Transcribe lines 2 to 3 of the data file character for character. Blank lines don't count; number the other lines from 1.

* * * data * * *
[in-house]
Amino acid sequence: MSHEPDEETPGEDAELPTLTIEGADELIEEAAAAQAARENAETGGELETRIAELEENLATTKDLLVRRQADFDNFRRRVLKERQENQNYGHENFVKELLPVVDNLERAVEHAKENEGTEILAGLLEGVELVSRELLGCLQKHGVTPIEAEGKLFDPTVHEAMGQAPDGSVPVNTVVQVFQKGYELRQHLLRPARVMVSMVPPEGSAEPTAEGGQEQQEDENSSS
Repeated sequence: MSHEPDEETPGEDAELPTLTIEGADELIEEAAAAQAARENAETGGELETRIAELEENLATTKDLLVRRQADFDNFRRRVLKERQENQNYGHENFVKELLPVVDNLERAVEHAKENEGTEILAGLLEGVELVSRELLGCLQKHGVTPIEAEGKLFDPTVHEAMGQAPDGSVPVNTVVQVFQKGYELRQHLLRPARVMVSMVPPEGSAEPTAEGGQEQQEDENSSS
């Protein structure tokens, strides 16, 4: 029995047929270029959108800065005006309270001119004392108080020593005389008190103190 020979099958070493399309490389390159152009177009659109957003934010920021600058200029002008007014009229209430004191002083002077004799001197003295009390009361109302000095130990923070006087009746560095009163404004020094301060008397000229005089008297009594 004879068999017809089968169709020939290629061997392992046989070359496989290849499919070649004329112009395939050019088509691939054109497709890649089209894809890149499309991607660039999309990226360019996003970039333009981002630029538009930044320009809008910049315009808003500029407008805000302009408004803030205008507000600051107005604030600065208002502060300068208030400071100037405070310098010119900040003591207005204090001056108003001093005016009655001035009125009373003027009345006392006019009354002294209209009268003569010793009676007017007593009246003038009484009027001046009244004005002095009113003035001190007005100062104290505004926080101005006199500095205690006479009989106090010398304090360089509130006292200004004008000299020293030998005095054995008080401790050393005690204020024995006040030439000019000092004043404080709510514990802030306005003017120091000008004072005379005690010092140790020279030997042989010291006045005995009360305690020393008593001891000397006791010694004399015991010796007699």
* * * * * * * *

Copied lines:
Amino acid sequence: MSHEPDEETPGEDAELPTLTIEGADELIEEAAAAQAARENAETGGELETRIAELEENLATTKDLLVRRQADFDNFRRRVLKERQENQNYGHENFVKELLPVVDNLERAVEHAKENEGTEILAGLLEGVELVSRELLGCLQKHGVTPIEAEGKLFDPTVHEAMGQAPDGSVPVNTVVQVFQKGYELRQHLLRPARVMVSMVPPEGSAEPTAEGGQEQQEDENSSS
Repeated sequence: MSHEPDEETPGEDAELPTLTIEGADELIEEAAAAQAARENAETGGELETRIAELEENLATTKDLLVRRQADFDNFRRRVLKERQENQNYGHENFVKELLPVVDNLERAVEHAKENEGTEILAGLLEGVELVSRELLGCLQKHGVTPIEAEGKLFDPTVHEAMGQAPDGSVPVNTVVQVFQKGYELRQHLLRPARVMVSMVPPEGSAEPTAEGGQEQQEDENSSS